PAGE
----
28/05/2014 Three bottlenose dolphins stranded alive in Bahía San Antonio, a coastal region in Argentine Patagonia. The three dolphins were most likely surprised by the fast ebbing tide and ended up beached on one of the many sandbanks in the area in the early afternoon.
Thanks to the cuts and scars on the animal’s dorsal fins, the three dolphins could be recognised as Ale (RN-BSA-55/08 ), Grace (RN-BSA-56/08) and Agus (RN-BSA-57/08), two adult males and an adult female. These individuals were photo-identified as part of a long term study by one of Whalefish’s team members, and were classified as long term residents in the area.
There is a particularity about these individuals though….
Ale, Grace and Agus are morphologically different from all the other bottlenose dolphins in the area. The group is known as “the falcates”, due to their sickle-shaped dorsal fin. They are darker and larger than the rest of the bottlenose dolphins and their beak is notably shorter. Recent studies have shown their differences are not only physical, but also genetic, as they are more closely related to the offshore form of the species.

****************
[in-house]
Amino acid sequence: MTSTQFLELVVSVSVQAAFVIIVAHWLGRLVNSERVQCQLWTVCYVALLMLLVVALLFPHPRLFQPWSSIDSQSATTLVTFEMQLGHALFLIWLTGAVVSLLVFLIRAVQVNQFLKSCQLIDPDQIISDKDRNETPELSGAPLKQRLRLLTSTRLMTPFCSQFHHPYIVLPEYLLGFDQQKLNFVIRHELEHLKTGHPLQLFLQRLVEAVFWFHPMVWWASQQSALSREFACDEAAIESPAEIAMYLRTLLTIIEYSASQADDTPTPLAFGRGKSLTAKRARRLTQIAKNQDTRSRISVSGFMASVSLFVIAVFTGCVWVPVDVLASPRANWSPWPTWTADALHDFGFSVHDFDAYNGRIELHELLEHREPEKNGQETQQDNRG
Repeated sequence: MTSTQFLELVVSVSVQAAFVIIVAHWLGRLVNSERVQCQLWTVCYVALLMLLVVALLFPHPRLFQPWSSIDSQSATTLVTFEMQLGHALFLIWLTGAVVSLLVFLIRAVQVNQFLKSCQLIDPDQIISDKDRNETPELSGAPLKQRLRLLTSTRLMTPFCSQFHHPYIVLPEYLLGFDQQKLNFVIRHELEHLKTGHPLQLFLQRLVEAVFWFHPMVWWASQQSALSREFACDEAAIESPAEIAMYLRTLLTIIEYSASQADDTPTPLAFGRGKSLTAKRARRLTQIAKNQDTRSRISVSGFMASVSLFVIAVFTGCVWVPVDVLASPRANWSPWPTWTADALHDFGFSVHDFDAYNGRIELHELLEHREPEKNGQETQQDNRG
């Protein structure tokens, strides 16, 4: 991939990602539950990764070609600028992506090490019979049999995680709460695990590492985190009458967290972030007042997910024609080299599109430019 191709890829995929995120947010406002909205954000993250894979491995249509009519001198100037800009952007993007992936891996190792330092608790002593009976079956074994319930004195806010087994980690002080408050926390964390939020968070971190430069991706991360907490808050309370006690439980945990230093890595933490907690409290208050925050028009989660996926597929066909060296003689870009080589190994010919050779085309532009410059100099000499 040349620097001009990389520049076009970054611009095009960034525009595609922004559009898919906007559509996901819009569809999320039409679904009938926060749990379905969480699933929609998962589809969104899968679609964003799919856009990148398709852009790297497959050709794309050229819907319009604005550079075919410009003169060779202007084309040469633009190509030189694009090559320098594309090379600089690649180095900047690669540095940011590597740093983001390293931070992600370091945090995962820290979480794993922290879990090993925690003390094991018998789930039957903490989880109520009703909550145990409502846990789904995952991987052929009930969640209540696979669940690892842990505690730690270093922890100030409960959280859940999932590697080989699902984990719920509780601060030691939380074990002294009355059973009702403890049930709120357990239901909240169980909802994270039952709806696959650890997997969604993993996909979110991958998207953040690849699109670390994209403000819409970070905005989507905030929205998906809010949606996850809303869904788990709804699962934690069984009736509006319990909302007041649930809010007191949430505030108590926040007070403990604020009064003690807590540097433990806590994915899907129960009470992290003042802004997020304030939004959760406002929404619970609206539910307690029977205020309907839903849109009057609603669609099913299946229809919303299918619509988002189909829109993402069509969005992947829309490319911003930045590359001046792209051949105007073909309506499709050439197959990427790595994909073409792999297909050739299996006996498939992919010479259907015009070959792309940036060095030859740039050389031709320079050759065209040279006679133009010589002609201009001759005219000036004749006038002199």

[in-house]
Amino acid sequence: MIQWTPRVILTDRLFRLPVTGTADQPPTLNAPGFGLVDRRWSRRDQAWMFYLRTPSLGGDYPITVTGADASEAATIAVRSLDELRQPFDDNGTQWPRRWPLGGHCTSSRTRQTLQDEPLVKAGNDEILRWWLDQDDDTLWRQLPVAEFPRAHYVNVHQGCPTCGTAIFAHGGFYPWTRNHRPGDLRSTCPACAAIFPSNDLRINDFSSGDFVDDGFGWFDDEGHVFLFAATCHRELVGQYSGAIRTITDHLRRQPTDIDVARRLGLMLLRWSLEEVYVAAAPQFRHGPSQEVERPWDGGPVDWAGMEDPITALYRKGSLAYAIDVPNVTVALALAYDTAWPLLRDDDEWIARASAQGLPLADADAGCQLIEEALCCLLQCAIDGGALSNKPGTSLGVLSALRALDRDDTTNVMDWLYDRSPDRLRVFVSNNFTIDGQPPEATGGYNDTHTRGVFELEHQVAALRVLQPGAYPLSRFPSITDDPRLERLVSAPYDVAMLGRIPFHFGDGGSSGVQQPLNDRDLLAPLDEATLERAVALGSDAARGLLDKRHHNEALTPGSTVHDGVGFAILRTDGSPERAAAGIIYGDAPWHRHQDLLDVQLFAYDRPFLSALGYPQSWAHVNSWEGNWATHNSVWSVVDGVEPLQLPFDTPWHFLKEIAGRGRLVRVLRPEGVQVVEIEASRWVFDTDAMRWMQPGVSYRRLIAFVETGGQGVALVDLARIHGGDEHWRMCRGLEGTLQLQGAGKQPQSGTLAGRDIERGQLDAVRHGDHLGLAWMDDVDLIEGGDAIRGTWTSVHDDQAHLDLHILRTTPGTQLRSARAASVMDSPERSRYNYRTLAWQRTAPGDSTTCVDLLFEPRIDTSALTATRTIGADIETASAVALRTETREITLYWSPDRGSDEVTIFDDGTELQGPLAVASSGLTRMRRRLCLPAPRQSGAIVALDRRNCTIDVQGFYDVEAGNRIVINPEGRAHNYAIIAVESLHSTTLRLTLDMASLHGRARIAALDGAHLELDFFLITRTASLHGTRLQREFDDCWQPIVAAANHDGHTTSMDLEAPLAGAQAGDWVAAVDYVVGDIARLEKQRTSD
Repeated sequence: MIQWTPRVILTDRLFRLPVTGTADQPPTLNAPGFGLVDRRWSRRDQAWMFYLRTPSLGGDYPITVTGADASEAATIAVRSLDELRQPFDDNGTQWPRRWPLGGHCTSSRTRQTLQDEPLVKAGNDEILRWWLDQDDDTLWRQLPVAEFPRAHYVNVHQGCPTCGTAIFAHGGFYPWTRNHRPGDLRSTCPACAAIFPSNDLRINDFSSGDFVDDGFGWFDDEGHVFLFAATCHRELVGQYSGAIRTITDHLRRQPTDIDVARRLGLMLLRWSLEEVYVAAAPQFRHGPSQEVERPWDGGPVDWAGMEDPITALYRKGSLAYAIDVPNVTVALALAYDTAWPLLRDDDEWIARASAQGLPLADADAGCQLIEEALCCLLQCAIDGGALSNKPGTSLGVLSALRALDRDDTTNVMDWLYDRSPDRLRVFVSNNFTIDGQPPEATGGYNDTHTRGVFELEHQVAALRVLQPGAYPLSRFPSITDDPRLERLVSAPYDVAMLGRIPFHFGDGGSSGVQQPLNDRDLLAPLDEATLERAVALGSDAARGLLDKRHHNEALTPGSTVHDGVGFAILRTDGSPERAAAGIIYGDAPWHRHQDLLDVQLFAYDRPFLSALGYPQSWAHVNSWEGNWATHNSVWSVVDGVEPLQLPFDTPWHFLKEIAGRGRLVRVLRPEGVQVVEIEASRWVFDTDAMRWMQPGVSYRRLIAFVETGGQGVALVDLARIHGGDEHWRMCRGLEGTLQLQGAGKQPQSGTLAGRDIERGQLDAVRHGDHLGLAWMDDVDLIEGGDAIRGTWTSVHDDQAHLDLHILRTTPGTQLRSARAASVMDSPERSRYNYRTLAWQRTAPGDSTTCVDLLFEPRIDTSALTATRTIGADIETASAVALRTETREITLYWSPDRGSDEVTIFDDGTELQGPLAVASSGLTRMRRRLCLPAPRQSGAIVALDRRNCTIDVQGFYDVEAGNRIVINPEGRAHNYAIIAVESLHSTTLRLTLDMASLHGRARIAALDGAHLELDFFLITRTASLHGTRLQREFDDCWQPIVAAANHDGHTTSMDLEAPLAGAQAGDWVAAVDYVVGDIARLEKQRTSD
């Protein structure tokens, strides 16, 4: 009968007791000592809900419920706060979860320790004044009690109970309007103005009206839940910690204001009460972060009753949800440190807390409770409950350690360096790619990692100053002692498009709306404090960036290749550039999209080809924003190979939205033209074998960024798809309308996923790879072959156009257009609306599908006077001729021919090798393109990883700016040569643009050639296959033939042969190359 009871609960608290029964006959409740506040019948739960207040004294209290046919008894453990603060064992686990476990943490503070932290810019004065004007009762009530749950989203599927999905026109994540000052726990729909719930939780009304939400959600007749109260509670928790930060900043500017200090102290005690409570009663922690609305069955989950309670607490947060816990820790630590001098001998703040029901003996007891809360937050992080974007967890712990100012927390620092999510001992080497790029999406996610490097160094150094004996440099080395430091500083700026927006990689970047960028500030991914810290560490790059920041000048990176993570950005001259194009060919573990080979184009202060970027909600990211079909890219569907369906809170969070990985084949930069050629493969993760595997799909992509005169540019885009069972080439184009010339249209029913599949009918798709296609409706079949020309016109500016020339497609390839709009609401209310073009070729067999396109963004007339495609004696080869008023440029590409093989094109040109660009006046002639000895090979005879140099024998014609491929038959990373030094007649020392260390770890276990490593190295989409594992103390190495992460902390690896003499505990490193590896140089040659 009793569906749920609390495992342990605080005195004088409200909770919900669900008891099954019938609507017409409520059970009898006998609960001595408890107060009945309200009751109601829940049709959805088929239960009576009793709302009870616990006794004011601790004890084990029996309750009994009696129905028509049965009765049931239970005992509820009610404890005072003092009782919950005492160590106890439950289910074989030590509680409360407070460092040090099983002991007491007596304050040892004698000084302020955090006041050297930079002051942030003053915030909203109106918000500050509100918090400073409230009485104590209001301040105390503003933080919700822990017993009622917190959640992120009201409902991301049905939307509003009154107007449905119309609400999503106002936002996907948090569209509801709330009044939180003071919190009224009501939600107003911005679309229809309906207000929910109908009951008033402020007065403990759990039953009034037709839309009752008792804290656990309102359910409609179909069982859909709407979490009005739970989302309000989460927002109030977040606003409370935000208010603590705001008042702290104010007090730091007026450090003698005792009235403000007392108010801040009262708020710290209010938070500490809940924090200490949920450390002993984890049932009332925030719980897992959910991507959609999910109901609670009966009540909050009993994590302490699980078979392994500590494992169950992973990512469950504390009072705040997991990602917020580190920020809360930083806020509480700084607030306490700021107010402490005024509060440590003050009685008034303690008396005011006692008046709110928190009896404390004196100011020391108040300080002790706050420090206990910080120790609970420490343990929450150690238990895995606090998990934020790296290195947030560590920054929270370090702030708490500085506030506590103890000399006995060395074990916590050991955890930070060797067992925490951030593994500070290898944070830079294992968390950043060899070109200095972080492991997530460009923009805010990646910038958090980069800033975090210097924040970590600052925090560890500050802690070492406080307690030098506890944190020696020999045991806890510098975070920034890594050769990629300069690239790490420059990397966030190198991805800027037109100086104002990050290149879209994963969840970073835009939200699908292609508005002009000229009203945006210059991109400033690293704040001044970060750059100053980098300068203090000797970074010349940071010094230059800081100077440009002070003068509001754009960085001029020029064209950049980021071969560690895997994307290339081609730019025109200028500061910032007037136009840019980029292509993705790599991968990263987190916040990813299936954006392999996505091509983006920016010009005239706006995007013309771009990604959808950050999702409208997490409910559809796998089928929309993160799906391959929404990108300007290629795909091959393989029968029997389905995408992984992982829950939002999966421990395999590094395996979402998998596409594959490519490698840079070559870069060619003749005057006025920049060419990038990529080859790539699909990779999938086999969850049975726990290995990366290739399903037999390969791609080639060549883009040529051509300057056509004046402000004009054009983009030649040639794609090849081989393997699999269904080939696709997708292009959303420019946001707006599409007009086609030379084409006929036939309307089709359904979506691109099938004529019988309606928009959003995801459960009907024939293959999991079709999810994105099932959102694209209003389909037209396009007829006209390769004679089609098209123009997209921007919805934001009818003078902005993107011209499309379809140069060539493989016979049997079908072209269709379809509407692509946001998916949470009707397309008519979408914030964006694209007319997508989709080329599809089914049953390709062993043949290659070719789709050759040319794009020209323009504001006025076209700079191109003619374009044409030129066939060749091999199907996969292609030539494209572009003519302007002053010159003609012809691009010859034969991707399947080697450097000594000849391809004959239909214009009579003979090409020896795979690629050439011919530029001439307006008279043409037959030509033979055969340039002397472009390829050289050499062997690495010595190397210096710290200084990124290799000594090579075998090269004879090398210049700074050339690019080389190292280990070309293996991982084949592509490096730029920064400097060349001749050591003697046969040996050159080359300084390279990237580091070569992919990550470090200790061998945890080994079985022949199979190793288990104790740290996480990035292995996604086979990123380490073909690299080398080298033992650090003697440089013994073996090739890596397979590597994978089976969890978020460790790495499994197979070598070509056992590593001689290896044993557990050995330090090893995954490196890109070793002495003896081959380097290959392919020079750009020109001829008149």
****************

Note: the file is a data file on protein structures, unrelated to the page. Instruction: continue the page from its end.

The observed physical characteristics are also seen in the bottlenose dolphins of Peninsula Valdes, and area approx. 250km south of Bahía San Antonio. It would not be surprising if “the falcates” formed part of that original population, which unfortunately today is reported as nearly vanished. Why they have migrated north to Bahia San Antonio remains a question to be answered.
They are always seen together, something very unusual among the other dolphins in the Bay of San Antonio. Their social bond is very strong, which would explain why they beached together.
Thanks to the collaborative effort of local inhabitants, coastguard, students and scientists, Ale, Agus and Grace were saved! Around midnight, when the tide was high enough, they were able to swim away safely.
The Whalefish team wishes to thank all the people that helped to ensure the survival of these three magnificent dolphins!
By Els Vermeulen
Image Source: Cota Cero Buceo
For more information :
Whalefish Research Page
Local dolphin facebook group for Argentina